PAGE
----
Food News

Curious About the Michelin Review Process?

October 18, 2017

Michelin, that century-old dining guide, is peeling back the curtain on their restaurant review process with a cheeky new illustration. The vertical comic details how their team tests, selects, and compiles some of the world's best restaurants. To see the drawing on the organization's site, click here.

Each year, the process involves nearly 500 people and comprises roughly five steps. First, the editor-in-chief prepares an itinerary for the regional inspectors. Then, inspectors, each with their own specialized region, visit and test various hotels and restaurants. Third, they return to their respective Michelin offices, report their findings, and begin the star selection process to determine how many of their coveted stars each establishment deserves. Next, they draft reports for each lucky mention. And last, they compile the reports, add images and maps, and send off the draft to the publishers.

Michelin, as an institution, often comes under fire for perpetuating a euro-centric approach to restaurant criticism. The guide, which began in France, is said to adhere to a dining standard that leans heavily European. The European continent, for example, has over 15,000 Michelin-recognized establishments to East and Southeast Asia’s roughly 700. Latin America, meanwhile, can claim only 172. The illustration touches on their guiding standards. It reads: “The role of our inspectors is not to judge a country’s gastronomy. They are there to assess the quality of the ingredients, the harmony of the flavors, and the chef’s personality as expressed in their cuisine.”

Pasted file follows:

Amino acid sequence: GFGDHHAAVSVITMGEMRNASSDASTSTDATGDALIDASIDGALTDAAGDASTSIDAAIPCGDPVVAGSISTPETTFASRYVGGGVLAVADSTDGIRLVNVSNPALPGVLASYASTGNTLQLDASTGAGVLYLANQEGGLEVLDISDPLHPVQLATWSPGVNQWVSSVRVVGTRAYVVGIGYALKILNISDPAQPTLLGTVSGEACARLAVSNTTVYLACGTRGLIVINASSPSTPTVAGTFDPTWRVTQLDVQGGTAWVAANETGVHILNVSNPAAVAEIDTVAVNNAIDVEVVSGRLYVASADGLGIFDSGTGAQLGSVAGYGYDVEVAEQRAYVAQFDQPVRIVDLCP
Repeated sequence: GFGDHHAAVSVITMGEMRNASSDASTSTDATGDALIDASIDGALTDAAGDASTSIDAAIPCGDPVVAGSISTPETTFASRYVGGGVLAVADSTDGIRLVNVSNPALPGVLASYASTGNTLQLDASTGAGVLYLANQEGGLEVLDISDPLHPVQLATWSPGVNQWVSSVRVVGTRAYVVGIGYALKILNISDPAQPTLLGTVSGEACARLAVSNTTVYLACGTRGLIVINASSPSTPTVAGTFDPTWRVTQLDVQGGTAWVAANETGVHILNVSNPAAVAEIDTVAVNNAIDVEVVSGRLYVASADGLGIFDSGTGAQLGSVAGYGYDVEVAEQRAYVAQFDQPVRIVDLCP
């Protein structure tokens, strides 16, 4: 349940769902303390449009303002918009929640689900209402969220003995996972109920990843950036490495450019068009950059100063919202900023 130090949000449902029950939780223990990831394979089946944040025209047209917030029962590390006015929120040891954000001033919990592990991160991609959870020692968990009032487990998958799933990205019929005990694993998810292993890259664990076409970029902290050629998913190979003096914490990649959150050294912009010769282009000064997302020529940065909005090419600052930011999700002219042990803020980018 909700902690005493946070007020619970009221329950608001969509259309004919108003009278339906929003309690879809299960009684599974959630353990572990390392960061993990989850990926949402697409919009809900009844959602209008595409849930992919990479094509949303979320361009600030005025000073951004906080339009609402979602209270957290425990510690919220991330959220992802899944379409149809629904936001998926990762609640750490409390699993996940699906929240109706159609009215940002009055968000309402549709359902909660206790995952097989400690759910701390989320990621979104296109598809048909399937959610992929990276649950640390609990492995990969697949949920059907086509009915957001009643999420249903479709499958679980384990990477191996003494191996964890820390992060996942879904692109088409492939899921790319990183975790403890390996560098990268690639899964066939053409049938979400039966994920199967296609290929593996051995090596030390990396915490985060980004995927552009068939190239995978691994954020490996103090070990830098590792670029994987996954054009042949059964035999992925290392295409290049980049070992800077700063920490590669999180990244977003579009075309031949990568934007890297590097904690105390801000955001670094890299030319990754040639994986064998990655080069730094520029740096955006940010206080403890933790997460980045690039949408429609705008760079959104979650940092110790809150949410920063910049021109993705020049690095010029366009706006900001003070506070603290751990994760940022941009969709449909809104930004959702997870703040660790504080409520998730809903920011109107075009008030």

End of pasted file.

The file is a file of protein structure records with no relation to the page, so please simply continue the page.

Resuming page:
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As for the people that make the magic happen? The comic boils it down to three groups of people: the customers, the inspectors, and the service professionals. All three are instrumental in bringing the annual guide to life. I’m particularly interested in the note that says each inspector anonymously tastes around 250 meals a year. Where do I sign up?

Do you go by the Michelin guide? Let us know your best Michelin meals in the comments.

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Valerio is a freelance food writer, editor, researcher and cook. He grew up in his parent's Italian restaurants covered in pizza flour and drinking a Shirley Temple a day. Since, he's worked as a cheesemonger in New York City and a paella instructor in Barcelona. He now lives in Berlin, Germany where he's most likely to be found eating shawarma.

1 Comment

Tommy M. April 8, 2019
To all you Michelin star reviewer.. I just have a very quick question about all your reviews of restaurant over the world. How is it that you guys can do a review of the restaurant 1 time and can give it a 1 or 2 star sometime even 3 star. do u guys do surprise drop in or do u tell them your coming. I bet you guys tell them your coming so they would give u the most attended service and the most edible food that they can..Please if anyone of u have any brains do a surprise drop in visit with no mentioning and see what happen. I bet all those star restaurant u guys gave won't be stars anymore.. For Kau kee restaurant in Hong Kong that was no way a 1 star restaurant. if u guys say it is that i can feed u guys any kind of garbage or crap u will like alot better than kau kee.. I have see alot of your reviews for Hong Kong Restaurants maybe 1 or 2 deserve a star, but most likely not all on your list.For me to write my review I need at lease try out the place 3 to 4 times @ different time of the day. To test there consistency. going to a restaurant @ different time and of the day will give u different result of there food. I suppose you people knows that already but maybe is the free food you guys are getting that make you give them a star or 2....